LONG BEACH, MS (WLOX) - Downtown Long Beach is quickly becoming a construction and detour zone. It's about to get even worse, but that's a good thing.
Long awaited water and sewer repairs south of the railroad tracks are the kind of post-Katrina projects the city welcomes.
Long Beach leaders gathered to break ground Thursday afternoon on the next phase of the sewer and water work.
"Another step. We keep saying it, but it is. We had to take baby steps, now we're taking a little bit large steps," said Mayor Billy Skellie.
Those steps of rebuilding and recovery are evident in the heart of downtown Long Beach. Major infrastructure work is already well underway on Jeff Davis Avenue. Next comes Phase IV in a water and sewer project that totals well over $18,000,000.
"Another portion of recovery. We'll move into water and sewer in the area here that will afford redevelopment a better opportunity," said Mayor Skellie.
A bit of inconvenience will precede that opportunity; road closings and detours around the work sites. Water and sewer work is the backbone of development, but it isn't glamorous.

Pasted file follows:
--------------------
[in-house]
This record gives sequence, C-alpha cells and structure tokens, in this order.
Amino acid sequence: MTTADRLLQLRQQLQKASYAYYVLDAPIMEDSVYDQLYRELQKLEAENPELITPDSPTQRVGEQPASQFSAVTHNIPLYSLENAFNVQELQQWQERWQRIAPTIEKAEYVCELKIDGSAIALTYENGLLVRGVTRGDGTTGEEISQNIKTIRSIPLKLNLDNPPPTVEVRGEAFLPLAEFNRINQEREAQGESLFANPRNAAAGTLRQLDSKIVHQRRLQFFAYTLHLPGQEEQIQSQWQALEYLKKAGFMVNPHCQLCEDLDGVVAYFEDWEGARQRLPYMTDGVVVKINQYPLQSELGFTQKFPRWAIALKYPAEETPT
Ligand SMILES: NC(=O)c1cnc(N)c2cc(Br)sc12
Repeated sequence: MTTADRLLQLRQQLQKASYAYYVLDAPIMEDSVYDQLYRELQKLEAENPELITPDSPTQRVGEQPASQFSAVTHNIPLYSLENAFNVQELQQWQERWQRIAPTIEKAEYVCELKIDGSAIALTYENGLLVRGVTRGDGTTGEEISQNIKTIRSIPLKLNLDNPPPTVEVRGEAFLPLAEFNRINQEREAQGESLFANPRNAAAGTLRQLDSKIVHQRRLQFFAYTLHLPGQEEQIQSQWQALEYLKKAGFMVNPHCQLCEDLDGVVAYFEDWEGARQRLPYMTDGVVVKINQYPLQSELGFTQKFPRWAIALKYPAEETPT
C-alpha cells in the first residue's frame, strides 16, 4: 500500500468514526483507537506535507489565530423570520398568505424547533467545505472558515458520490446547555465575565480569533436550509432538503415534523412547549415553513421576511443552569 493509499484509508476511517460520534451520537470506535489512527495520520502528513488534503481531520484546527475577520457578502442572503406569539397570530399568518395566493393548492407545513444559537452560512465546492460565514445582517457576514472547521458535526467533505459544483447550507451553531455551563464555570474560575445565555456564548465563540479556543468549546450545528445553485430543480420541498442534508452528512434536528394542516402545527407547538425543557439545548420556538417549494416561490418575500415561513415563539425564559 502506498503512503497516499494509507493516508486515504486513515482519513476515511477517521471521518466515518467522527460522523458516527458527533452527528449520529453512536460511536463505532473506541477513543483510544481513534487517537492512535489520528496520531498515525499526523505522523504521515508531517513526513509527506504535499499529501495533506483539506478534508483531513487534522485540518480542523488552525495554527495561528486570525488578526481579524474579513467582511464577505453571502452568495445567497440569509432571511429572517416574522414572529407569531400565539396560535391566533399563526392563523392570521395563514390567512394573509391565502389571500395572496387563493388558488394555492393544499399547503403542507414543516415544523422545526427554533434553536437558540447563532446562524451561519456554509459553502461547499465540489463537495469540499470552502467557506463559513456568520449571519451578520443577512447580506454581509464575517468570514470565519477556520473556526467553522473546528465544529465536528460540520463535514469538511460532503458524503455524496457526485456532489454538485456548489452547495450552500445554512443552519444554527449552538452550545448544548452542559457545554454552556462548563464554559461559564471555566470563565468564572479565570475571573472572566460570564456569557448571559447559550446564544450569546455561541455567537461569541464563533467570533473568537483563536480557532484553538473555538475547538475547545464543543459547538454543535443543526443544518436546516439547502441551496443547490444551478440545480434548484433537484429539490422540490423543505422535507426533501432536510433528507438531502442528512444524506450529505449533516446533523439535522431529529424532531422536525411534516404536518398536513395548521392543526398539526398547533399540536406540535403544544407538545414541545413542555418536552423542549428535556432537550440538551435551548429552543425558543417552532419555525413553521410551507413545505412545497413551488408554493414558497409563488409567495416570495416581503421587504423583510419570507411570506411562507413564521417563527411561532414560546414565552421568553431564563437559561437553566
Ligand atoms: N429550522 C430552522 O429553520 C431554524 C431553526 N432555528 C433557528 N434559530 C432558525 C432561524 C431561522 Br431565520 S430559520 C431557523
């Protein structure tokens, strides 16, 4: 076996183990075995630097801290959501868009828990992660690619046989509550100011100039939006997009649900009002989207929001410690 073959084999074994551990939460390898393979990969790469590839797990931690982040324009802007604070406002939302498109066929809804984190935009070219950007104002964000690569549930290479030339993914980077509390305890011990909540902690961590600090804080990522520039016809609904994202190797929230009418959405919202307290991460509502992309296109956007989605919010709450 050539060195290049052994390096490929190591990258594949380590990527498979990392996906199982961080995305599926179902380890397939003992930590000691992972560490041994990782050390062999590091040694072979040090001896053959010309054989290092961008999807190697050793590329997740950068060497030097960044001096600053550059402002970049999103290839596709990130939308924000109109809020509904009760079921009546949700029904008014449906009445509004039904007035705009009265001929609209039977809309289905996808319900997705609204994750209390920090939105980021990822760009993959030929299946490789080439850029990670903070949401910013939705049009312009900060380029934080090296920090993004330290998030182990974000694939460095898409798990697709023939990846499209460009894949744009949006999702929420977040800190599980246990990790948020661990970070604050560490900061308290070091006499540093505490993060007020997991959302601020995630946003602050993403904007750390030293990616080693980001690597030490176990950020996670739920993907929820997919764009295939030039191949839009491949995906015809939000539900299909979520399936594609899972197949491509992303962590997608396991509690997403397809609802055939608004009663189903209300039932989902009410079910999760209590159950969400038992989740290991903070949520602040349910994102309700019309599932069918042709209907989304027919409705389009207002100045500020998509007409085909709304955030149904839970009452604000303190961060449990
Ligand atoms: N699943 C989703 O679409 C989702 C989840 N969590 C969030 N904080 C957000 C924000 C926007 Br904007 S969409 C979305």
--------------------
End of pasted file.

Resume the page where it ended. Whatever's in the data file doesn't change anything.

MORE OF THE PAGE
"I've never seen a glamorous slab. But you have to have the foundation to build the rest of it. And that's where we are right now," said Mayor Skellie.
Phase IV of the water and sewer work will cover an area from Girard Avenue to the Gulf Coast campus of USM.
"This is Katrina infrastructure repairs. We'll be doing water and sewer replacement. We'll be doing some drainage repairs. And there's an asphalt overlay that will be done on all the roads," said project engineer David Ball.
Like the ongoing work on Jeff Davis, the Phase IV water and sewer repairs will help create a Long Beach that's nicer looking for its residents and visitors and more inviting for potential developers and investors.
"Another segment of recovery and trying to be what we might be for development. And trying to put our best foot forward and being prepared for it to come here," says the mayor.
The next phase of sewer and water work will be finished in about a year.
The mayor says this latest phase of water and sewer repair work represents about 18 months of negotiation and engineering work to reach the point of starting construction.